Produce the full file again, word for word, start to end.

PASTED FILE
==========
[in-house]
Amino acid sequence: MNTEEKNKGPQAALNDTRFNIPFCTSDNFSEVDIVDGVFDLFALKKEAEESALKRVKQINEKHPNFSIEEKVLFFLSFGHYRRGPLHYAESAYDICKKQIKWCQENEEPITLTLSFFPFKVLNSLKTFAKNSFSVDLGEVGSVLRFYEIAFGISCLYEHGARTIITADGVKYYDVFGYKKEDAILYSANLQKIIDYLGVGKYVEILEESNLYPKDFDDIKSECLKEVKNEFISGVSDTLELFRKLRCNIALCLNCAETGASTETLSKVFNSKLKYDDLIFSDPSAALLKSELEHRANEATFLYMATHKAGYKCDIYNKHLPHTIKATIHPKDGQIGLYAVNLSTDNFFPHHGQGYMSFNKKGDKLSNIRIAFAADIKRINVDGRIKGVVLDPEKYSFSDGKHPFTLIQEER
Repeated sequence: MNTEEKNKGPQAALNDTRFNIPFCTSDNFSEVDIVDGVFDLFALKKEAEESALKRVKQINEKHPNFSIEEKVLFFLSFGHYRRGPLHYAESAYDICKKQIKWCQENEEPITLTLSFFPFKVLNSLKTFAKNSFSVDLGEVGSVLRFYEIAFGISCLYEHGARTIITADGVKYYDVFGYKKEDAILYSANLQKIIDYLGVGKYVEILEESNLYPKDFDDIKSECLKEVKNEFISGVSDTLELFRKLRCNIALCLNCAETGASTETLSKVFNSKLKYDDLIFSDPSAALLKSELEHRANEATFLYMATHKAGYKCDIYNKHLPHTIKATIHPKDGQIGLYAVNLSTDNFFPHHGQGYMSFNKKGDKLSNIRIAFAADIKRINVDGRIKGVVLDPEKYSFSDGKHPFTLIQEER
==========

[in-house]
Amino acid sequence: MNTEEKNKGPQAALNDTRFNIPFCTSDNFSEVDIVDGVFDLFALKKEAEESALKRVKQINEKHPNFSIEEKVLFFLSFGHYRRGPLHYAESAYDICKKQIKWCQENEEPITLTLSFFPFKVLNSLKTFAKNSFSVDLGEVGSVLRFYEIAFGISCLYEHGARTIITADGVKYYDVFGYKKEDAILYSANLQKIIDYLGVGKYVEILEESNLYPKDFDDIKSECLKEVKNEFISGVSDTLELFRKLRCNIALCLNCAETGASTETLSKVFNSKLKYDDLIFSDPSAALLKSELEHRANEATFLYMATHKAGYKCDIYNKHLPHTIKATIHPKDGQIGLYAVNLSTDNFFPHHGQGYMSFNKKGDKLSNIRIAFAADIKRINVDGRIKGVVLDPEKYSFSDGKHPFTLIQEER
Repeated sequence: MNTEEKNKGPQAALNDTRFNIPFCTSDNFSEVDIVDGVFDLFALKKEAEESALKRVKQINEKHPNFSIEEKVLFFLSFGHYRRGPLHYAESAYDICKKQIKWCQENEEPITLTLSFFPFKVLNSLKTFAKNSFSVDLGEVGSVLRFYEIAFGISCLYEHGARTIITADGVKYYDVFGYKKEDAILYSANLQKIIDYLGVGKYVEILEESNLYPKDFDDIKSECLKEVKNEFISGVSDTLELFRKLRCNIALCLNCAETGASTETLSKVFNSKLKYDDLIFSDPSAALLKSELEHRANEATFLYMATHKAGYKCDIYNKHLPHTIKATIHPKDGQIGLYAVNLSTDNFFPHHGQGYMSFNKKGDKLSNIRIAFAADIKRINVDGRIKGVVLDPEKYSFSDGKHPFTLIQEER